(10-21-2017, 03:49 PM)enmafia2 Wrote: [ -> ]
(10-19-2017, 07:26 AM)Sweets Wrote: [ -> ]-snip-


Okay I got you, thanks for explaining.
I have another question tho... I'm learning c++ and i'm using CodeBlocks (http://www.codeblocks.org), is there any better alternative out there?
It was the first one I found and it works, but maybe there are any other alternatives Confusedhroug:

This is very much opinionated.

Personally, I write everything in vim, including C++ programs, and just compile with g++ when I'm done. `wendy` by z3bra is very useful in this case, as you can make g++ recompile the binary everytime you save the file, and that's a good workflow in my mind that I like to follow.

You, however, may not like a workflow like that. You may like to use Eclipse with C++ plugin, or Eclipse C++. It can compile your binaries, too.

There are many options for editors, such as, but not limited to...
  • vi/vim
  • emacs
  • visualstudio (can compile your code)
  • Eclipse C++/Eclipse + C++ plugin (can compile)
  • Sublime (can compile with a plugin)
  • Atom (can compile with a plugin)
  • nano
  • codeblocks
  • kdevelop
  • Notepad/Notepad++ for Windows

The list goes on, almost literally infinitely.
I have a few words of advice.

Stop passing std::string by value.
Passing std::string by value won't always yield operations that you intend. Sure, there are often lots of scenarios for optimisation but you can't rely on that when imposing intentions. At the most basic of levels, passing std::string by value can yield copy-elision via rvalues (from conversion construction from a string literal, for example). You should assume it will invoke a copy constructor for lvalue std::strings (despite the few more specific scenarios where optimisation can be achieved).
I often stick to passing std::string by const reference as I usually intend for them to be immutable. If I intended for them to be mutable, I'd effectively use a non-const reference (in reality I'd use a pointer to non-const std::string since I follow Google's conventions of avoiding the syntactic indirection provided by non-const references).
Passing by const std::string& is probably the most common way people pass std::strings that they intend to be immutable since const references can bind to rvalues (again, you can pass string literals to parameters accepting a const reference to std::string because the implicit conversion construction from a const char* will yield an rvalue that can bind to the const reference). As I said though, depends on your intentions.

Code:
if (output_path == "") {
This is what std::string's empty() method is for.

Code:
return "";
Things like this can be sweetened by just returning a default construction - which will yield an empty std::string - by writing return {};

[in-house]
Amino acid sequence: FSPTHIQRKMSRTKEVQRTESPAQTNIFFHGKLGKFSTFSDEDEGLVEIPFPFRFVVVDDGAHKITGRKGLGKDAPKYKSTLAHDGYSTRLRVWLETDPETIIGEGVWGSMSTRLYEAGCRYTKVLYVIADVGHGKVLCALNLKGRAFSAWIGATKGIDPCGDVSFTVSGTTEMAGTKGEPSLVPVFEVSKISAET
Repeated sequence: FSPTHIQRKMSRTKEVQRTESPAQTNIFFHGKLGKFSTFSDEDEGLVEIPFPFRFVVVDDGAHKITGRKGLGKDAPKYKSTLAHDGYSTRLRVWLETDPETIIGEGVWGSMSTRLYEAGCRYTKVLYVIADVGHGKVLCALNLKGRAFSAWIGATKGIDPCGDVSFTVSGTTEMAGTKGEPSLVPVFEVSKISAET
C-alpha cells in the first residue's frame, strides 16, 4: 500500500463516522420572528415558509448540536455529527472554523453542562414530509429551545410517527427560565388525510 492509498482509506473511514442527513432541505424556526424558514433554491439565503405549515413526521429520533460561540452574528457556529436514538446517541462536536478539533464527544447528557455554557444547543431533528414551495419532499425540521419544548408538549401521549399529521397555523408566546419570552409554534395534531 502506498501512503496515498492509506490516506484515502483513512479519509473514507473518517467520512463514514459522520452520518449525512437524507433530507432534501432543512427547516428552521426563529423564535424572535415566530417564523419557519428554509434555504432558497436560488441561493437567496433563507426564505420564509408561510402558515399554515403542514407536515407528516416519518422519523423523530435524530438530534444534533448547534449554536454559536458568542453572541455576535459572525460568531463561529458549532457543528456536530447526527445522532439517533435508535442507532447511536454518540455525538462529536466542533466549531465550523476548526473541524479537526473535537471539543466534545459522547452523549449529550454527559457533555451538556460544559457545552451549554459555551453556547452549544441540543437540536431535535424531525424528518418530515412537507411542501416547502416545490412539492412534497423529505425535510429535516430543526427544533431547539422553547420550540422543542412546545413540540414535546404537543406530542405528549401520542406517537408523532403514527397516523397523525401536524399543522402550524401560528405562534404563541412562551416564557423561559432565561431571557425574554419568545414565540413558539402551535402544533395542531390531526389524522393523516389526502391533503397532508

Code:
std::ofstream file;
file.open(output_path);
Things like this can fail for various reasons that you should account for with error checking.
I'd do something like this:
Code:
if(auto ofs = std::ofstream(output_path))
{
   // use ofs
}
This is direct construction using the path. This is really useful as it will limit the scope of the variable to only where it's valid. The bool() overload (it was void* before C++11 iirc - doesn't really matter) will check its state is valid. And since ofs is now local to the if statement, it means that RAII will call its deconstructor at the end of the if statement block (thus closing the stream implicitly).

Code:
printf("%s\n", "sndcld v3 by Sweets");
You may as well just just puts() or just stream to std::cout (this is C++ after all). If you hadn't used format specifiers and had the newline char on the end of the string literals you're outputting, a decent compiler like GCC would optimise your call to printf to a call to puts. I'd also argue that what you've done is largely overcautious and unnecessary.

Code:
if (argv[1] == NULL || argv[2] == NULL || argv[3] == NULL || argv[4] != NULL) {
I recommend just comparing argc to some integral value since argv[argc] is guaranteed to be NULL, argc is just convenient. If you need additional input validation, do it after you've verified argument count as your first line of defence against invalid input.

Code:
} catch (curlpp::LibcurlRuntimeError) {
I know your exception itself is unused but you should note that it's better practice to catch by reference (usually const reference as the standard exception interface method what() is const-correct).

Assuming there's nothing after that try-catch, the return 0; is implicit at the end of main's control flow.

I also think the namespaces have done little for organisation in reality. They're good practice though, I suppose. 

Good job.

EDIT: I almost forgot since I casted off the notion of you comparing argv elements to NULL (0). You should use nullptr in general. Could also be useful to note that you can often avoid comparing to NULL and nullptr by relying on the fact that any value >0 is true.

(10-19-2017, 07:26 AM)Sweets Wrote: [ -> ]Yes, you can, I generally prefer not to, and as do most C++ programmers. In short, using namespaces is fine, but what can happen is, when using two or more namespaces at once, the compiler can't distinguish between which method to call if methods that belong to two different namespaces share a name.

You should probably generalise to naming (identifier) conflicts.

"methods" is terminology most commonly associated to functions encapsulated in a class (where this is an implicit first parameter).